My mother, Areta Hautman, who has died aged 86, was known for her dedication to promoting progressive education. As a governor of the King Alfred school, north London, for 40 years she made a great contribution both to the institution and the book, King Alfred School and the Progressive Movement 1898-1998, by Ron Brooks. Published to mark its centenary in 1998, the book positioned the school within the context of a broader educational, social and political history.
A proponent of child-centred learning, parental involvement and the greenest possible environment, Areta remained immersed in the life of the school until her death, stepping back only briefly when her husband, Henry, died in 2000.
Born in Los Angeles, the daughter of Norma Hills and George Lea, Areta was the oldest of four children in a family of Seventh-day Adventists. Her father was an agricultural worker, her mother a nurse. Looking for paid work at the height of the Depression, the family moved 25 times by the time Areta was 12. Eventually, she attended Campion academy in Colorado, where she discovered “forbidden” books (such as Shakespeare’s Sonnets) and began to question what else she might be missing within the confines of a 1940s religious education.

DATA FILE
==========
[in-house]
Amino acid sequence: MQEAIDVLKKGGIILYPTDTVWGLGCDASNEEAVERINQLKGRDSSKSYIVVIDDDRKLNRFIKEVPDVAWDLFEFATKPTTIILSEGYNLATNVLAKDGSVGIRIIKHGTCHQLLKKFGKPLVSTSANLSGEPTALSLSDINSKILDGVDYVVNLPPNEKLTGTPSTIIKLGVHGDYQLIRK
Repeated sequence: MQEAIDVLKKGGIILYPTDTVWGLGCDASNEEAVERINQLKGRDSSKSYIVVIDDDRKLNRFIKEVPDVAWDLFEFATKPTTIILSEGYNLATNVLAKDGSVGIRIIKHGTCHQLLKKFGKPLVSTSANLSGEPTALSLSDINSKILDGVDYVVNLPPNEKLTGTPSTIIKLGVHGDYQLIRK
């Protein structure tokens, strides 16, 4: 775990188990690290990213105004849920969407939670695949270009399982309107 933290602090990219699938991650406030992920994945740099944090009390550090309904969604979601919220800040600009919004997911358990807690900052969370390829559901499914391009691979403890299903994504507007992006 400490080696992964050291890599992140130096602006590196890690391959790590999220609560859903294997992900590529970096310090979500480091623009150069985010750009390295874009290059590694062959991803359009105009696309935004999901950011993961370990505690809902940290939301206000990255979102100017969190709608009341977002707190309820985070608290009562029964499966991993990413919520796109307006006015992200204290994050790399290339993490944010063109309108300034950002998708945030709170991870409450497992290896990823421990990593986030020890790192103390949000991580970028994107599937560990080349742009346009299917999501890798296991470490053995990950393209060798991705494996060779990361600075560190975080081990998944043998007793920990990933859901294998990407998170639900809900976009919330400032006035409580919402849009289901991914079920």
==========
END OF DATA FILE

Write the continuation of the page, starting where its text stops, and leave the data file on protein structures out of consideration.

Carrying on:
The first in her family to continue into higher education, she graduated from Atlantic Union, a Seventh-day Adventist college in Massachusetts, in 1955 and completed her master’s in psychiatric social work at the University of Nebraska in 1957. Then she worked for the Strategic Air Command at the Offutt air force base, near Omaha, supporting recruits during the cold war, and then in a girls’ school in LA.
In 1966, she met Henry Hautman, a mechanical engineer visiting from London. They married in an Adventist church to please Areta’s mother; then, secretly, went to party with friends up in the Hollywood Hills, to enjoy “illicit” drinking and dancing. They settled in Highgate, north London.
Her garden remained her great joy and she was also a voracious reader. A humanist to the core, she was full of life and humour, always giving more than she received. Areta died suddenly from a heart attack while gardening.
She is survived by her two children, Geoffrey and me, a grandson, Garvin, and by her sister, Nola.